31 July 2015

Blue Cruise - Another Check on My Turkey Bucket List

Blue Cruises are one of the things to do in Turkey in the summer. I don't particularly like the sun or swimming...but I do love boats so I've been curious about doing one of these for a few years. Then as luck would have it, a group of friends decided to arrange a trip and invited E&M and me to join!

Blue cruises are usually from four to seven days long and generally, I think, depart from Fetihye or Bodrum. We did a four day cruise over Fourth of July weekend out of Fetihye so E&M and I got up stupidly early in the morning on the Thursday to catch our flight to Dalaman (the nearest airport to Fetihye). There we joined my other friends and caught a 10TL bus to Fetihye (and then a taxi from the otogar to the liman) where we boarded the ship that would be our home from the next few days: the Seaborn Legend.

We hung out on deck while the crew stocked the ship and got us ready to put out to sea-the Mediterranean to be specific. Apparently while we at the dock something other than supplies was also introduced to the ship. After dinner our first night out we were all relaxing and suddenly a cat, terrified out of it's poor, little mind scampers across the deck, sees us and freezes, then runs and hides as fast as possible. We were all as startled as the cat. We asked the captain if he happened to have a cat on board as a pet (no, he didn't) and then in that case what should we do about it. This is why I love Turkish people. He looked at us a little bit like we were slow in the brain and very matter of factly said "We feed it." I could hear the 'duh' he wanted to tack onto the end.*

Where we hung out during the day and slept at night.

The food was amazing.

Once we were underway it took a little while to get our sea legs! There are no shoes allowed below deck but mostly we didn't think there was a need for shoes period so we ditched them as soon as we got on board. I loved, loved it when the boat was moving. We never "sailed" the sails never went up and we just used the motor the entire time but it's understandable. When you're in motion for less than an hour at a time and dropping anchor twice a day putting up and taking down sails is a lot of extra work. Still, the breeze and the salt water spray were exhilarating sails or no sails.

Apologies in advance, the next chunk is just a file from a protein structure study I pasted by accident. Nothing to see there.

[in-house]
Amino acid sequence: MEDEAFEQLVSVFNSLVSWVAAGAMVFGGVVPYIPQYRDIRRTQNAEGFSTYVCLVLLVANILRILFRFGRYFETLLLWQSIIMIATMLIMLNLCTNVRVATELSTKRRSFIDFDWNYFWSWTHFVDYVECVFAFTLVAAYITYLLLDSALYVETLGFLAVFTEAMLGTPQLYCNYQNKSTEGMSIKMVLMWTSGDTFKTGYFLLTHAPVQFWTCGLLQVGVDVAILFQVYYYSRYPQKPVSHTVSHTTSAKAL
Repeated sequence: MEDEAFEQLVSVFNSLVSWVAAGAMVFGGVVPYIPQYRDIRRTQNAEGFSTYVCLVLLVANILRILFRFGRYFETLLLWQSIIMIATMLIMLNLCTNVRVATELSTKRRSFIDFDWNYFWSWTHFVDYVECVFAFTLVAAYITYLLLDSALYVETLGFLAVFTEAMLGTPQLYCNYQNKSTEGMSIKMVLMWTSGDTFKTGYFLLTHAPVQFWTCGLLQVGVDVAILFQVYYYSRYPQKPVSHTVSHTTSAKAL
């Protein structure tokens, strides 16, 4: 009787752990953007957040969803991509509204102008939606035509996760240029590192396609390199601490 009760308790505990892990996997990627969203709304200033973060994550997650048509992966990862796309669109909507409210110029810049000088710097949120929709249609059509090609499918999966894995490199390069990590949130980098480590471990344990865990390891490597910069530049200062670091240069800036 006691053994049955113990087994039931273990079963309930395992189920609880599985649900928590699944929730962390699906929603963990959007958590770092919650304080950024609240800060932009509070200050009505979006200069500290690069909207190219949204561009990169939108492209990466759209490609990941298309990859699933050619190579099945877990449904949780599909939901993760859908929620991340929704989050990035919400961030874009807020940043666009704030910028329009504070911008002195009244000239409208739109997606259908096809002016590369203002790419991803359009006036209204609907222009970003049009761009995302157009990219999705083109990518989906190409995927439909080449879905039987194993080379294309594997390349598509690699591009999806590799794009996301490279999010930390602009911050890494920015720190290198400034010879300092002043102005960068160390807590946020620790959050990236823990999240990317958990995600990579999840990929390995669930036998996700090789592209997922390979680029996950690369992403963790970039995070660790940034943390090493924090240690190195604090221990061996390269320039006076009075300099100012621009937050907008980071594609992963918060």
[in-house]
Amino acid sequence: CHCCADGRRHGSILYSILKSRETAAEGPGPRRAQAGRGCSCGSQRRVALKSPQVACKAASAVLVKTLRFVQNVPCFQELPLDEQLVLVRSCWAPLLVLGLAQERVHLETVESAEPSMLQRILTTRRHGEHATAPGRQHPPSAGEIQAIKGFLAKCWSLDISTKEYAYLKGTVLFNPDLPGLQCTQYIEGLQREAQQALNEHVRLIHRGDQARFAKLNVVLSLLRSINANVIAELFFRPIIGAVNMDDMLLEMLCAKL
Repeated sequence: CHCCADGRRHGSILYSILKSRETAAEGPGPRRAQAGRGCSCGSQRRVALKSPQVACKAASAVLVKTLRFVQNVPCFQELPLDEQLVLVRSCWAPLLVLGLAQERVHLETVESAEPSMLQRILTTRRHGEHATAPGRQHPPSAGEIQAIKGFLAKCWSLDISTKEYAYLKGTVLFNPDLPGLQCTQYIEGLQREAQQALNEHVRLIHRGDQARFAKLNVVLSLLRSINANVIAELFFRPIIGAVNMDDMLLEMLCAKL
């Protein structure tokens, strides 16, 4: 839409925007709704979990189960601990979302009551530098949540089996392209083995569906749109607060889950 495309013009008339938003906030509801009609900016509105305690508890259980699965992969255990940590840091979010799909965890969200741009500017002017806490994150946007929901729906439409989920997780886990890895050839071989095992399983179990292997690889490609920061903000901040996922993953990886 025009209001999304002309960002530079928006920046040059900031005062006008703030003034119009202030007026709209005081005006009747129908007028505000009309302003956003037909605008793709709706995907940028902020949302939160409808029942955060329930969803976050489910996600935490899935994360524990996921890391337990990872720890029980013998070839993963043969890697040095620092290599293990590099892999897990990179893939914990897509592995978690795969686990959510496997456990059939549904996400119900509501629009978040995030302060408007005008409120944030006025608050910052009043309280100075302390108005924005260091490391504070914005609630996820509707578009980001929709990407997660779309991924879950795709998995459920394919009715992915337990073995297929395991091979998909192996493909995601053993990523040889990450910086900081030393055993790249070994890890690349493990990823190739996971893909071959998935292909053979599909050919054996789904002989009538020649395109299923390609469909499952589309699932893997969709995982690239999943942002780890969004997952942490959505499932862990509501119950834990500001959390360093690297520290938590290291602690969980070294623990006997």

Tea time on the ship!

In every cove we stopped there was swimming, snorkeling, kayaking, scrambling up rocks to jump off, and more. Cleopatra's Cove even had the ruins of a bath where she was reputed to take her famous milk baths and a rope swing which we rowdily employed.

At one stop there was a chance to go ashore and hike across the island to another cover where the boat would meet us. When we were preparing for this trip that sounded like a fantastic idea to me but when it came time to actually do it...nah. I stayed on the boat with a friend. We sat on the prow and enjoyed the ride to the next cove.

I wondered how you'd store four days of food to feed 12 people on the boat but it seems I needn't have worried because there are market boats! There was a bread boat from which we got possibly the best bread I've ever had in my life. She actually bakes the bread on the boat so it was fresh and warm every morning. There was a full-on market boat with produce, eggs, etc, and an ice cream boat.

Sunrise at Cleopatra's Cove

Sleeping topside was fantastic. Most of us slept up every night. The moon was so bright that we couldn't really see any stars the first few nights but when they came out they were beautiful. I didn't even mind the rising sun waking me up because that was gorgeous too! And of course the sunset was magical. We only got one because it was either hazy or we were in the wrong place to see it the other nights so the night we did get it we were all crowded in the front near the prow snapping away.

To top it all off I got the chance to fulfill my "when I grow up I want to be..." dream. Sort of anyway. I want to be a pirate. I'm still fairly serious about this. A wine connoisseur pirate. Our last night on ship I asked if I could take the wheel a bit-mostly I wanted to get pictures of me and Klockly (the bunny in my hand-that's a whole different story) sailing the boat. So I hammed for the camera a bit and made to turn the wheel back to the actual captain but he told me, no keep going.

So I did! I sailed that boat like a pro. Well...better than I drive car. Although really only because there weren't any other boats around to hit. I'd look at the captain every once in a while to make sure I was ok and he kept giving me thumbs up. Except for the one time he came up beside me, said I was doing well but...then pointed way over to my 10:00 and said that we were actually going over there. Oops.

Arrgg me hearties!!!